A look at the most common work injuries, prevention recommendations, and employee tips for filing a successful workers’ compensation claim.
According to the U.S. Department of Labor, more than 2.5 million workers suffer non-fatal illnesses or injuries, and over 5,000 workers are fatally injured in the workplace each year, with nearly a million injured workers losing days from work.¹
American workers benefit from knowing how common workplace injuries happen so they can work smarter and safer.
Workers need to know what their employers should be doing to create a safe work environment, what workers’ comp insurance covers, and when injured workers need help to get the compensation they deserve.
The 9 Most Common Work-Related Injuries:
- Soft-tissue and Back Injuries
- Slips, Trips, and Falls on the Job
- Work-related Motor Vehicle Accidents
- Falling from High Places
- Injuries from Falling or Shattered Objects
- Machinery and Tool Accidents
- Repetitive Motion Injuries
- Chemical and Thermal Burns
- Workplace Violence
- What to Do If You’re Injured on the Job
Sprains, strains, and tears to muscles, tendons, and disks are the most common type of overexertion injuries reported by employees, costing millions of compensation dollars annually.
There are several types of soft-tissue injuries. Some workers recover with a few days’ rest, while others can be permanently disabled.
Overextension is one of the most common types of work-related injuries. Overextension occurs from pulling, pushing, lifting, gripping, carrying, or throwing.
Overextension is known to cause sprained and torn muscles, tendons, and ligaments, and is the most common cause of serious work-related back injuries.
Safety Considerations for Heavy Lifting
Companies need to provide clear restrictions for workers whose duties include lifting inventory, machinery, and other heavy objects.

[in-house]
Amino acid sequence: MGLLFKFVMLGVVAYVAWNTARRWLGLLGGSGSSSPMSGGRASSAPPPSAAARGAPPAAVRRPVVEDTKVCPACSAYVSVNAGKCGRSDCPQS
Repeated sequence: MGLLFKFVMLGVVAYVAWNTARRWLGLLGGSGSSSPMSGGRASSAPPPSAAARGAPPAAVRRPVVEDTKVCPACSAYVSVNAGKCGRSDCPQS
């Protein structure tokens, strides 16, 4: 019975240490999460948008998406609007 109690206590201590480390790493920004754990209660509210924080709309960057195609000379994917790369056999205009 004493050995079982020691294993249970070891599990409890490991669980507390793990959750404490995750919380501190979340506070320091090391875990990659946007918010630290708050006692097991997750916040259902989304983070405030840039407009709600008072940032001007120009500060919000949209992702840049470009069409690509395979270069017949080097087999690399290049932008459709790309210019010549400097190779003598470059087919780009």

Workers who lift excessively heavy objects should wear safety belts and harnesses. Using weight-to-worker ratios, a company can identify objects that are too heavy for one worker to lift.
Across all industries, slips, trips and falls in the workplace are the most common causes of disability to American workers. Twenty to thirty percent of slip and fall accidents cause moderate to severe injuries, like head injuries and concussions, broken bones, and spinal cord injuries.
Slip and fall injuries often happen when debris, machine lubricant, or other fluids are spilled on the floor. Slip and falls can lead to serious injuries, but most often result in bad bruising, sprained muscles, or torn ligaments.
Slip and falls are often to blame for work-related knee and ankle injuries that happen to workers in jobs that keep them on their feet, like nurses and wait staff.
Keeping Workplace Floors Clear of Hazards
The Occupational Safety and Health Administration (OSHA) requires employers to follow specific safety guidelines. These can include designating specific workers whose duties include keeping floors clear of spills and debris.
Traffic accidents happen every day, and a significant number of those are work-related car accidents.
The National Institute for Occupational Safety and Health (NIOSH) reports that traffic accidents are the leading cause of work-related deaths in the United States.
Workers who drive as part of their job, like delivery drivers, or who are performing duties on behalf of their employer, like taking a package to the post office, should be covered by workers’ compensation.
Most workers aren’t eligible for workers’ comp if they’re in a crash while commuting to or from work. However, if you’re in a job-related accident that was your fault, you’ll still be eligible for workers’ compensation if you’ve been injured and unable to work.
In addition to workers’ comp, your employer’s liability insurance carrier should step in to defend you against any damage claims made by occupants from the other vehicle.